Is it possible that the Brazilian parliament would concede such an amnesty to any sector of working people? It’s inconceivable. The reason for the almost unanimous agreement by the bourgeois parties to the amnesty law is that they recognize that they depend on the military and paramilitary forces, which are the backbone of the capitalist state and which they view as essential in order to maintain their class rule over the working people and rural and urban poor. Some sectors would still like to “demilitarize” the corps of firemen and even “disarm” them. This was the proposal by Rio state deputy Marcelo Freixo (PSOL) and of the Final Report of the commission of inquiry on the militias which he led. However, the bills embodying this have gone nowhere. Even if the militarized firemen were separated from the militarized police, this would be no guarantee that the function of the firemen as an auxiliary military force, which is largely based in their extra-official positions of leadership, would change.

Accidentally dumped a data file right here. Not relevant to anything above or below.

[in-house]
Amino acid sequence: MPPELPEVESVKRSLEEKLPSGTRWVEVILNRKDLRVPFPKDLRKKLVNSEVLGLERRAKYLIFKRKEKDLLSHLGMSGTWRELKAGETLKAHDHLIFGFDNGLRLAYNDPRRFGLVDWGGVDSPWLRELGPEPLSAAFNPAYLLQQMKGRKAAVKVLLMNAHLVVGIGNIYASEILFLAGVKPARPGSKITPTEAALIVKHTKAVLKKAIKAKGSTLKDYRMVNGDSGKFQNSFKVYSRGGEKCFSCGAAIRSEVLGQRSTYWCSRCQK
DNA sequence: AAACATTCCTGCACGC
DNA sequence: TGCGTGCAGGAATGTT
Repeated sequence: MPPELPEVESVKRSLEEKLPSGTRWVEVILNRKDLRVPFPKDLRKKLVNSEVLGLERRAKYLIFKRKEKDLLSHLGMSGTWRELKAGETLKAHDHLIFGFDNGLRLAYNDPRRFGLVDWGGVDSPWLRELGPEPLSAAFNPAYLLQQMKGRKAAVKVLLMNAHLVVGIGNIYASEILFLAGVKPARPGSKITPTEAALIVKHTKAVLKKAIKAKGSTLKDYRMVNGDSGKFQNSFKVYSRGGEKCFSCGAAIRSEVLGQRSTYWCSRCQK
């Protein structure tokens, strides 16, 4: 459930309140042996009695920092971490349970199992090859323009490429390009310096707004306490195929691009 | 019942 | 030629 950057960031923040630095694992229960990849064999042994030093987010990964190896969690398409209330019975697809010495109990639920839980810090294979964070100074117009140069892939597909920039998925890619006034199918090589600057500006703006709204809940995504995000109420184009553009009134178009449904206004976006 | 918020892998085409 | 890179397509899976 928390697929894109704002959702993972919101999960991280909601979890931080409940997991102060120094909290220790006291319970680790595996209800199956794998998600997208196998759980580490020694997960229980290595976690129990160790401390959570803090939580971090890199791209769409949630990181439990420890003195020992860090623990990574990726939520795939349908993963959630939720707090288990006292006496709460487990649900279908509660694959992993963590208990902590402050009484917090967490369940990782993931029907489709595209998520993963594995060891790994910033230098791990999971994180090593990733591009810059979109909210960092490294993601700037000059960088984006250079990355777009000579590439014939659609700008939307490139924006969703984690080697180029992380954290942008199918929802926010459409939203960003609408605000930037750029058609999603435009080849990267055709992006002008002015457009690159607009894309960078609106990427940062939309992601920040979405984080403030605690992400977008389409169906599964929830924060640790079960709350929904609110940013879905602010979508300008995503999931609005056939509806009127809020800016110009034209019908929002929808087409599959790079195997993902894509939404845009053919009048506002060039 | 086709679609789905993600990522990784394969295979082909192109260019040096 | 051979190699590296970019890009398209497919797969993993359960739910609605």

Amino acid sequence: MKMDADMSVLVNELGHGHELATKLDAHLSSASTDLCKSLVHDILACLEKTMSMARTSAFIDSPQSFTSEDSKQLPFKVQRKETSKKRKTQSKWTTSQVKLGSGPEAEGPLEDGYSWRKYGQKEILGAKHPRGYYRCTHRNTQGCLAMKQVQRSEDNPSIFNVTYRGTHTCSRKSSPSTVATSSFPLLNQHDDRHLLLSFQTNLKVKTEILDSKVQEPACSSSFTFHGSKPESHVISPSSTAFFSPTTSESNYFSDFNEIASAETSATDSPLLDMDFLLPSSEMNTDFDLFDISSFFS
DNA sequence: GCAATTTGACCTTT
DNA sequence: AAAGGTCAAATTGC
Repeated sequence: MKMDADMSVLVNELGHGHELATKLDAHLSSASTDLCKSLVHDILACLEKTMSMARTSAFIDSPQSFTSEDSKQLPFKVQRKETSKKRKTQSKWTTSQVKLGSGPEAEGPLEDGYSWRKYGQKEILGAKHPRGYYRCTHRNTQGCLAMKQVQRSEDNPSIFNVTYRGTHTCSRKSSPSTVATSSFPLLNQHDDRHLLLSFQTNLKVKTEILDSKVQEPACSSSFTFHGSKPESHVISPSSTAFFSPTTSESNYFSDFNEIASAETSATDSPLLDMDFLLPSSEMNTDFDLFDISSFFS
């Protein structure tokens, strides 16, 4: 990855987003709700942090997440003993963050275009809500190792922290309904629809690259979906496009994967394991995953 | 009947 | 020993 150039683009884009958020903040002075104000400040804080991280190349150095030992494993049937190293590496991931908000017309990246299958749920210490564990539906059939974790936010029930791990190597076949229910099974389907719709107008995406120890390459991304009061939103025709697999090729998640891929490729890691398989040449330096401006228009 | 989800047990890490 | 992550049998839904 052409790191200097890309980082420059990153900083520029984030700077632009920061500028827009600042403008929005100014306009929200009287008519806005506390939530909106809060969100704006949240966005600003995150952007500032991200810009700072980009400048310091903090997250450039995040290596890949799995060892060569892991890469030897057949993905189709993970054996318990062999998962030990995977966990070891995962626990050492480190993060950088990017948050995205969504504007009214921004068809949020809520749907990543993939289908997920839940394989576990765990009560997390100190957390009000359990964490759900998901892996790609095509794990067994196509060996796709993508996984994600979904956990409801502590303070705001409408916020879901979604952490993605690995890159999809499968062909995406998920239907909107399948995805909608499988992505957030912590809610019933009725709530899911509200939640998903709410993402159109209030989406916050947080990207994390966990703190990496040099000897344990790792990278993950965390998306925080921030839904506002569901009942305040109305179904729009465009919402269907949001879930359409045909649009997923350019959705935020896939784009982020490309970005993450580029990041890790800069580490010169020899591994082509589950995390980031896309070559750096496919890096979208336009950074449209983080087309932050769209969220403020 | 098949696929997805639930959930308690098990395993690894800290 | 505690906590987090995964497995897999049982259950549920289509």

The “strike” of the Rio de Janeiro firemen is not a movement of workers against the employer-state as part of the class struggle against capitalist rule, but instead represents an effort by a sector of the repressive apparatus to improve its position and remuneration as an “auxiliary military force” of capital, distinct from civilian public employees and in conjunction with the militarized police and even with the top commanders of the Corps. If anyone had any doubts about the reactionary nature of the movement, all you have to do is cast a glance at the banners in the demonstrations which proclaim, “Militarized Police and Firemen United” and consider the fact that the leaders of the firemen’s movement, who are officials (captains) rather than soldiers, joined with the militarized police to form a “United Front of Public Security Entities.”

Trotsky: “Policemen Are Ferocious, Implacable Enemies”

Leon Trotsky, in Red Square, Moscow, 1920. Trotsky wrote of Germany: “The worker who becomes a policeman in the service of the capitalist state, is a bourgeois cop, not a worker.”